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Aircraft Aluminum Polishing

Posted by Jay Schneider. Filed under Aviation.
December 16, 2010

Hmmm….aluminum polishing -  a task that is close to may heart! As an FAA Licensed Air Frame and Power, (Engineer for those in other than in the US), I have thousands of hours experience on this daunting task that some say is one of the most demanding and frustrating surfaces to brighten. Fact is some say it IS the hardest substrate to polish correctly. This blog series will cover the entire spectrum of aircraft aluminum polishing.


How to approach the surface. There are many theories covering the topic of polishing aircraft aluminum – or commonly called Alclad or clad aluminum. Alclad is a trademark of Alcoa used as a generic term to describe corrosion resistant aluminum sheet formed from high-purity aluminum surface layers metallurgically bonded to a high strength aluminum alloy core material. Alclad is heat-treated aluminum, copper, manganese, magnesium alloy that has the corrosion resistance of pure metal at the surface and the strength of the strong alloy underneath. This process adds decades to the expected life-time expectancy to the aircraft structural part provided the aluminum was properly heat treated. If improperly cared for, aluminum will oxidize after sometime and corrode as does most non-ferrous metals. Prior to polishing, let’s take a look at some of the surface detriments aluminum can behold – this way we will have a good over all snap shot of what we are dealing with:


Electrolytic Corrosion

I prefer to use this term when moisture is present creating an electrolyte to permit electron flow. The moisture may come from condensation after takeoff as the trapped air cools at altitude or after landing as the cool aircraft causes condensation of the local humidity. This is very insidious and is part of the reason for commercial airliners to have the lower skin replaced periodically. It usually happens at the faying (that’s an old ship builder’s term) surfaces. Sometimes you cannot find it until you have taken rivets out and separated the parts (rib from skin, etc).

Salt Water Corrosion

This I consider an extreme form of Electrolytic corrosion but it is one that just about everyone understands. This is what Navy aircraft have to fight the most. In most specifications for a new airplane the Navy will give a minimum thickness of aluminum alloy such as .026 inch. Anything thinner loses a high percentage of its strength by the time corrosion is noticed.

Galvanic Corrosion

This type of corrosion is galvanic corrosion that is accelerated by being in the path of an electrical power circuit.

 Intergranular Corrosion

This can be caused by poor processing during manufacture of the alloy (hence the need to be sure it meets a given specification). Usually it is caused by selecting the wrong chemical in attempting a conversion coating on a given alloy. Poor control of heat treatment processing is also a cause.

Over-etching aluminum can cause this type of corrosion.

Exfoliation Corrosion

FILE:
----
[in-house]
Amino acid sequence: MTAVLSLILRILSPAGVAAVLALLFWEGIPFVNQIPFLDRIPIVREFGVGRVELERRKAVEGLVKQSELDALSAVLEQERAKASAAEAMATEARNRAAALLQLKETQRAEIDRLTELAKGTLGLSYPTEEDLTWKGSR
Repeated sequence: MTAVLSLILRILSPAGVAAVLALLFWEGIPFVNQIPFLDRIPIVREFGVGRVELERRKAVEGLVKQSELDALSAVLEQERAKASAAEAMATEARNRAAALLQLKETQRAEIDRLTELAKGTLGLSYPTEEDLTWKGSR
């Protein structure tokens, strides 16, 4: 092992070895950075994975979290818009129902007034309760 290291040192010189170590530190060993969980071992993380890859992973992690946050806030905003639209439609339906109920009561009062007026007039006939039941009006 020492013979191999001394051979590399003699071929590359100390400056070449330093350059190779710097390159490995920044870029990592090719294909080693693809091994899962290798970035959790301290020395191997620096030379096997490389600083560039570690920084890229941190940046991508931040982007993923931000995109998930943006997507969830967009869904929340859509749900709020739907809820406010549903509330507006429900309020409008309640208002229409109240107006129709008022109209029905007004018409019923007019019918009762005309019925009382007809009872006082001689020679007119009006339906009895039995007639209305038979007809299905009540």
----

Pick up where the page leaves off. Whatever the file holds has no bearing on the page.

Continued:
This type of corrosion is similar to intergranular corrosion except the corrosion follows grain boundaries and "large" chunks fall out. Extrusions can be susceptible where grain boundaries are stretched and/or rough surfaces occur during the extruding process.

Fretting Corrosion

Fretting corrosion is caused by two surfaces rubbing together at a very small amplitude.

Stress Corrosion

The high-strength heat-treatable wrought aluminum alloys in certain tempers are susceptible to stress-corrosion cracking, depending upon the product, section size, direction and magnitude of stress.

Stress corrosion cracking is where the internal stresses (residual stresses) vary across a section so that when they are loaded with additional outside forces, the grain boundaries at the surface start to break. When a part (sheet, extrusion, etc) is quenched and the outside layer cools too quickly, tension stresses are set up on the outside and compression stresses in the middle. This is sometimes taken care of by stretching or shot peening.

Local stresses (assembly stresses) can also be caused by selection of too small diameter of high shear fasteners (such as bolts), shrink or press fits, taper pins, and clevis joints in which tightening of the bolt imposes a sustained bending load on the clevis lugs.


Improper heat treatment can cause an embrittlement of an otherwise ductile material. Titanium makes a very good light weight spring but Titanium embrittlement can be caused by Cadmium. The cadmium, under pressure and/or heat, will flow (infuse) between the grains of titanium. This weakens the grain boundaries and when the titanium is stressed, a crack will initiate.

Cad plate applied on steel bolts and not subsequently baked can cause the bolts to break from "hydrogen embrittlement.


Galling is a condition where two parts (made from the same alloy) slide over one another and start marring or gouging the surface between them.


1. "Dissimilar Metals," MIL-STD-889
2. "Metallic Materials and Elements for Aerospace Vehicle Structures," Military Handbook, MIL-HNBK-5
3. "Aircraft Corrosion Control," available from EAA

Now that we have an understanding of some of aluminum surface detriments, we can determine what steps to take to correct the problems and brighten the finish. Which is how we will start my next blog - 

Keep the Blue Skies Up and Happy Motoring!


Scott S. Mc Lain

Vice President

Lake Country Mfg.


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